Kinetics of binding of ALOD4 to PMs

To further understand ALOD4’s effect on PM-to-ER cholesterol transport, we measured the kinetic parameters of this process. For more accurate quantification of binding of ALOD4 to PMs, we supplemented ALOD4 with tracer amounts (~5% of total protein) of fALOD4-488 or fALOD4-647, fluorescently-labeled versions of ALOD4 that trigger SREBP2 activation in CHO-K1 cells with the same concentration dependence as ALOD4 (Figure 4A, compare lanes 1–4 to lanes 5–8 and lanes 9–12). We first measured the rate of association of ALOD4 to PMs of CHO-K1 cells. We detected rapid binding of ALOD4, both by immunoblot analysis (Figure 4B, upper panel, lanes 1–7) and by fluorescence measurements (Figure 4C, black filled circles). Half-maximal binding occurred at 10 min and saturation was reached after 40 min. Once ALOD4 bound to PMs, there was a lag time before triggering of SREBP2 activation at 60 min (Figure 4B, lower panel, lanes 1–7, and densitometry quantification in Figure 4C, red filled circles). As a control, ALOD4(Mut) showed no significant binding to PMs (Figure 4B, upper panel, lanes 8–14, and Figure 4C, black open circles), and triggered minor SREBP2 activation only at the very longest incubation periods used (Figure 4B, lower panel, lanes 8–14, and densitometry quantification in Figure 4C, red open circles).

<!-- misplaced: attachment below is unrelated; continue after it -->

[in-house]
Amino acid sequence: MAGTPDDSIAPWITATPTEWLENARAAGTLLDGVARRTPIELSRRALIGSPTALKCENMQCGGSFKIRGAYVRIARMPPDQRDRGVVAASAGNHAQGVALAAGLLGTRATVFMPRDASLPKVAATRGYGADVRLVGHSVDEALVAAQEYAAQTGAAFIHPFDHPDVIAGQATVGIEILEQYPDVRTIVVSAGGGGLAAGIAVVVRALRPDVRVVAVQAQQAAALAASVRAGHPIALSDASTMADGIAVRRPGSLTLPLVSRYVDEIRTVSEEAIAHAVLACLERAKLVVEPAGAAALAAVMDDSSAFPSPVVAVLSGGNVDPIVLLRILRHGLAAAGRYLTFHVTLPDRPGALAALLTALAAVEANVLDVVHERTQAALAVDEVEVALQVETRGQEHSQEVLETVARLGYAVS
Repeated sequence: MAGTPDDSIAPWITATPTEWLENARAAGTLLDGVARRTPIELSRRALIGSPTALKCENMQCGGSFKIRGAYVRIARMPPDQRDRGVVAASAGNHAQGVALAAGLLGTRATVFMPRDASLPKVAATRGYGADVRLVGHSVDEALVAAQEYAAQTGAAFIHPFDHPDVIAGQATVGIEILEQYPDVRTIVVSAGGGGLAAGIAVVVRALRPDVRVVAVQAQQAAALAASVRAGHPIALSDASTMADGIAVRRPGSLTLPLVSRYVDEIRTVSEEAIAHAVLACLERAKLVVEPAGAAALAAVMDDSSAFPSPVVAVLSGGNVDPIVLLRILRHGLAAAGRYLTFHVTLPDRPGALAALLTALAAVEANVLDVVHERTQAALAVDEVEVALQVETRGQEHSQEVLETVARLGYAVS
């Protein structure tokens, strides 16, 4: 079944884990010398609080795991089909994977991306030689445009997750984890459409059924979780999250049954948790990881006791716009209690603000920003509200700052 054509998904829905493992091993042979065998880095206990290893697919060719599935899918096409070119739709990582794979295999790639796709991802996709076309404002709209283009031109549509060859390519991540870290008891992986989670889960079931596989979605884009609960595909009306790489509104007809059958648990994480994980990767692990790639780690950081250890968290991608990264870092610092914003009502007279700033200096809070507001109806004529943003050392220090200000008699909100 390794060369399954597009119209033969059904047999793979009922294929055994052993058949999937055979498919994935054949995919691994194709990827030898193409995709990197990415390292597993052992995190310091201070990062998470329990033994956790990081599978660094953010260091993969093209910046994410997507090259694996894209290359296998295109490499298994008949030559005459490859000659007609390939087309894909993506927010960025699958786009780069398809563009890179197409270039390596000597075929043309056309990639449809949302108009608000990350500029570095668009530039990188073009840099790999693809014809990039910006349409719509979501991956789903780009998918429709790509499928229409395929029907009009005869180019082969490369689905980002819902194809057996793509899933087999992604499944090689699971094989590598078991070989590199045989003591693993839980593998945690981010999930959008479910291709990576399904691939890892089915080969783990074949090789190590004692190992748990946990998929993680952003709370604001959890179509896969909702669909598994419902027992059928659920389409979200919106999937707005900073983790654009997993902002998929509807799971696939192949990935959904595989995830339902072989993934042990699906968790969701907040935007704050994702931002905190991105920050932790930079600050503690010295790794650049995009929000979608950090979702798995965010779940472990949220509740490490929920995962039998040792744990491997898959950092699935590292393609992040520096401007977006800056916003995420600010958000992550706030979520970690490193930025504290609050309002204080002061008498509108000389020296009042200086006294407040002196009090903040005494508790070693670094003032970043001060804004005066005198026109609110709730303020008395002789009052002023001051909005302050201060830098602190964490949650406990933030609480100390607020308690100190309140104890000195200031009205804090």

Kinetics of ALOD4 binding to CHO-K1 cells.